Introductory online course for imaging technologies Imaging Methods for Clinical and Translational Research
At a glance
Opportunity for
  • Current or future investigators with an interest in using imaging technology in research
Eligibility
  • MD or PhD required. No prior experience with imaging is expected or required.
Time commitment
  • Online course work and assignments averaging 1-2 hours per week over 12 weeks
Funding level
  • Tuition-free
Resources
Session dates
  • July 12 - October 4, 2017
Application Due
  • 5:00pm on June 22, 2017
Note: The application process is closed. Please check back for future opportunities.
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Imaging provides an important window into in vivo organ structure and function and is therefore an ideal tool for human research. When thinking about which imaging technique best answers a research question, it is important to think about fundamental mechanisms of interest and choose the modality or combination of modalities that best captures them.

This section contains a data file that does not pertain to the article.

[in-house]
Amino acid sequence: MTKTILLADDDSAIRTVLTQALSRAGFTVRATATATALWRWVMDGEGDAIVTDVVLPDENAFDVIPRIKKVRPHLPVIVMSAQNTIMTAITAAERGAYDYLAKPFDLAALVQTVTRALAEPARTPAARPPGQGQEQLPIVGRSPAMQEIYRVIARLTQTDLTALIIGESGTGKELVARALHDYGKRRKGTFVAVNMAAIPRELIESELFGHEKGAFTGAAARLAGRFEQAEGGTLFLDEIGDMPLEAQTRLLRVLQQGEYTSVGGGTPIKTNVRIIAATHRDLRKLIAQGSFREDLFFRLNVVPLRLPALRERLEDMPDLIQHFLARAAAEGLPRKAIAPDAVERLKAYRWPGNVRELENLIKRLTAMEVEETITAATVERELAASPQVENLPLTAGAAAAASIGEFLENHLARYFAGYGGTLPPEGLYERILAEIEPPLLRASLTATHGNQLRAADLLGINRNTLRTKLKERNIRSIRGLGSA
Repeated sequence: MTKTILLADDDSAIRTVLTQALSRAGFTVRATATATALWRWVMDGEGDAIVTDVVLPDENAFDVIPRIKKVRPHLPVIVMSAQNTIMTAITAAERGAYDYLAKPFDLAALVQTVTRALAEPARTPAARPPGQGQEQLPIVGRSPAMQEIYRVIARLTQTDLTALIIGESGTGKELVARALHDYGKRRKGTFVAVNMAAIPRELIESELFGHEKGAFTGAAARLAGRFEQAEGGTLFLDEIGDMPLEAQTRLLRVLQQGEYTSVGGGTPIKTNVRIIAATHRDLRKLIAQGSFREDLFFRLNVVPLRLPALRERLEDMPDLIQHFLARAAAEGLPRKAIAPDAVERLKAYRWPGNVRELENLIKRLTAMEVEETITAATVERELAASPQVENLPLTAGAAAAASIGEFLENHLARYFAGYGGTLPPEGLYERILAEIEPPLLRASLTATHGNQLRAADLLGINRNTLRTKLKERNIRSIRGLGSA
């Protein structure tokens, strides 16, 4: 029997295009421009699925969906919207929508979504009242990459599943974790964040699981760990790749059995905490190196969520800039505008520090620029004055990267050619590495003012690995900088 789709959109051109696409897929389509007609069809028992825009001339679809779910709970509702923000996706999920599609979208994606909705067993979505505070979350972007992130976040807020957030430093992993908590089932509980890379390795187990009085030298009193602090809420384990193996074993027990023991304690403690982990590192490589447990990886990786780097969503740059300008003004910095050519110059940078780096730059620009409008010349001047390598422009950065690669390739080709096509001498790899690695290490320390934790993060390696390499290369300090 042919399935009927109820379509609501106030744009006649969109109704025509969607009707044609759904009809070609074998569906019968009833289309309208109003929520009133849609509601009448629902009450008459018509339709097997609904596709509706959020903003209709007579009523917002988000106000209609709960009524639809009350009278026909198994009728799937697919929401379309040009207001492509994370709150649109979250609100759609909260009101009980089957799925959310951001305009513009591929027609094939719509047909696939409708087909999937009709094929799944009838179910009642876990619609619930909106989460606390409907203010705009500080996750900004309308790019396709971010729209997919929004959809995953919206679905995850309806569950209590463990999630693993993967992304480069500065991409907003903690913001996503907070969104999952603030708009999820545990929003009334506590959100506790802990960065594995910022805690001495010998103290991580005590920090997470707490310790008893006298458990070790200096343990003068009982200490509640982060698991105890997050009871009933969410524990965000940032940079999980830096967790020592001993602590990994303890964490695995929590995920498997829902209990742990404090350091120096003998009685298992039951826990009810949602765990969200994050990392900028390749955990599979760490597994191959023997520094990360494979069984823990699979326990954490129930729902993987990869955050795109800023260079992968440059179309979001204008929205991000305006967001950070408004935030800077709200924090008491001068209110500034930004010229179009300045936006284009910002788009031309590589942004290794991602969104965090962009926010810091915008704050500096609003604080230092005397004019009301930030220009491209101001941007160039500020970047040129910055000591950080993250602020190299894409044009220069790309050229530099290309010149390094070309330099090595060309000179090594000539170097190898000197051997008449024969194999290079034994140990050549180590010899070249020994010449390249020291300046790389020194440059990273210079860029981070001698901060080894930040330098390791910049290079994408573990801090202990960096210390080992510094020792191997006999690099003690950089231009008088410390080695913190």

This online course is designed to give the researcher who might be new to imaging a better understanding of the current and future capabilities of common modalities as well as information on relevant practical considerations. Technologies discussed are: nuclear imaging (PET/SPECT), electroencephalogram (EEG), optical imaging (NIRS), magnetoencephalogram (MEG), magnetic resonance imaging (MRI), computed tomography (CT), and ultrasound (US). We will discuss how to design a research question that can be tested through imaging, strengths and weaknesses, workflow, patient experiences, risks, and common analysis approaches for each technology. The course will focus on the use of each of these technologies for research rather than for clinical application.

The Harvard Catalyst Education Program is accredited by the Massachusetts Medical Society to provide continuing medical education for physicians.

Image courtesty of MNE-CPP